Center for Justice & Democracy fights "tort reform"

Wednesday, January 24, 2001

For Immediate Release:
January 24, 2001

Contact: Joanne Doroshow or Emily Gottlieb
212/267-2801

CENTER FOR JUSTICE & DEMOCRACY FIGHTS "TORT REFORM"

New York, NY -- With the Bush administration threatening to make federal "tort reform" a front burner issue and with many state lawmakers under pressure to do the same, the Center for Justice & Democracy (CJ&D) announced today that it will be "releasing a series of new studies to 'set the record straight' about lawsuits, juries, injured consumers and the attorneys who represent them."

According to CJ&D Executive Director Joanne Doroshow, "CJ&D's campaign is aimed at heading off efforts by state and federal lawmakers to restrict the legal rights of innocent Americans. Outrageous myths and falsehoods propagated by corporate lawbreakers and other wrongdoers have for years been driving the movement to limit injured consumers' rights to go to court. The way to start fighting back is with the truth."

HYPOCRITES OF "TORT REFORM." CJ&D's "MYTHBUSTER!" campaign begins today with the release of Not in My Backyard - Hypocrites of "Tort Reform," a White Paper that examines cases where individuals and corporations have sued sometimes for millions of dollars while at the same time championing damages caps and other severe liability restrictions for others. Included are cases brought by George W. Bush, several lawmakers and a number of corporations.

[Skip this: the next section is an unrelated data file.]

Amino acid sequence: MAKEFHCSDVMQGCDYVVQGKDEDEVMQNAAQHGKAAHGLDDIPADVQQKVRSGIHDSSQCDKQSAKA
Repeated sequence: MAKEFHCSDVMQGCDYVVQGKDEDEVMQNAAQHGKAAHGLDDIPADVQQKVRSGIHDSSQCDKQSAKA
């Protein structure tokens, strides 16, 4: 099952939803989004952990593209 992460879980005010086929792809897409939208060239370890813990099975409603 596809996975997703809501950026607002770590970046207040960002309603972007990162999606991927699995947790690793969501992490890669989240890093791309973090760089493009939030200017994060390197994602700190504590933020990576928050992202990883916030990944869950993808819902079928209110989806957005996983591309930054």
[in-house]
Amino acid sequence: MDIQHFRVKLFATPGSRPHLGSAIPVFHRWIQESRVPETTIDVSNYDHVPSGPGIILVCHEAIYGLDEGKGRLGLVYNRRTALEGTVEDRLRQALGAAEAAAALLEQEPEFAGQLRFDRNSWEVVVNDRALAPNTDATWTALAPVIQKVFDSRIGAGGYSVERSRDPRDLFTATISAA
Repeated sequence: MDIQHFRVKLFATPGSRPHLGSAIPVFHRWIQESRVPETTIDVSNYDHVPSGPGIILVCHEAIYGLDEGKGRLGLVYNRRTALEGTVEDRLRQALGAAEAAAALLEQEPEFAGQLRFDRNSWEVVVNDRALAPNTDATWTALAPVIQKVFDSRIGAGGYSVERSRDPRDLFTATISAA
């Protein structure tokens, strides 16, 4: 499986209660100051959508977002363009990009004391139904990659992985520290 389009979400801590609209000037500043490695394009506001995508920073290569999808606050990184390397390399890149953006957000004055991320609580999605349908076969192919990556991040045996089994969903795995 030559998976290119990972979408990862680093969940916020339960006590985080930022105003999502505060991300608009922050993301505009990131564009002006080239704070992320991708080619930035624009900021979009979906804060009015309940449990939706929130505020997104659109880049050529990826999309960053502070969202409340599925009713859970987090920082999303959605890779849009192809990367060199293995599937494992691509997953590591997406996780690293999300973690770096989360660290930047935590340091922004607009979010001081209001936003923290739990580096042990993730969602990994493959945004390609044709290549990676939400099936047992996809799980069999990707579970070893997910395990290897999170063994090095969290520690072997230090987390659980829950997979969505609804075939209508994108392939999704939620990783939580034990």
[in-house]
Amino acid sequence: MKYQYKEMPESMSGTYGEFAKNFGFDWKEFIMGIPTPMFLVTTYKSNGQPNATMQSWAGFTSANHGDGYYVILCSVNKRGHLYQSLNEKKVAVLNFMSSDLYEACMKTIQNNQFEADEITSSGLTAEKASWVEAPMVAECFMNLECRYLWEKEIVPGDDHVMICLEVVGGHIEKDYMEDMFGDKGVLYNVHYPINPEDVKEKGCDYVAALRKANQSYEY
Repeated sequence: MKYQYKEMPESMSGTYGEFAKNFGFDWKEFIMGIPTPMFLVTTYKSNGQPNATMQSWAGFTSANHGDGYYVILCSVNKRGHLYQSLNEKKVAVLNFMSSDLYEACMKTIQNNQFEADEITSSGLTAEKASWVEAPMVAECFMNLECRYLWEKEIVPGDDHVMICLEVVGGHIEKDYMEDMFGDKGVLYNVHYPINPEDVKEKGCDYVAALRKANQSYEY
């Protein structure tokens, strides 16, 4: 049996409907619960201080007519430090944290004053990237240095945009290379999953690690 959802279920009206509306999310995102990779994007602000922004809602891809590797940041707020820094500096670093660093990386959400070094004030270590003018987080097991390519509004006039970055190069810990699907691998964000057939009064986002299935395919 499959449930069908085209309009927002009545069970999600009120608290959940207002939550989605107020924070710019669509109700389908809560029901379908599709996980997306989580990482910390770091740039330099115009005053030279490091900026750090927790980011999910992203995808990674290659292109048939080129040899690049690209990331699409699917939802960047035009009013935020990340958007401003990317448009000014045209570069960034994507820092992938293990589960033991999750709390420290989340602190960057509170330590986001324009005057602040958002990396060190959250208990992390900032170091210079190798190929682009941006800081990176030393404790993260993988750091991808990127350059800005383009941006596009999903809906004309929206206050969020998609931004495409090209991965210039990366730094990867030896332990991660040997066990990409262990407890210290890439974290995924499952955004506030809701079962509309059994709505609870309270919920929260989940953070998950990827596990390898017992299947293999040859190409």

JURY VERDICTS AND THE MEDIA. Also released today is Reading Between the Headlines - The Media and Jury Verdicts.

The study examines media coverage of civil jury verdicts and finds:

  • Large jury awards are mentioned with such frequency in the print and electronic media that their occurrence is significantly exaggerated.
  • More often than not, articles emphasize the monetary aspect of cases rather than what prompted a jury to make the award. The severity of the harms suffered by plaintiffs and corporate responsibility for those injuries are often buried within the text of news stories, if mentioned at all.
  • Empirical evidence demonstrates that civil juries are competent, responsible and rational, and that their decisions reflect continually changing community attitudes about corporate responsibility and government accountability.
  • Media coverage of jury verdicts has played a significant role in molding the opinions of both the public at large and lawmakers about the civil jury. Over the past 15 years, juror attitudes have shown increasing antagonism toward injury victims, and lawmakers in most states have taken significant power and authority away from civil juries.

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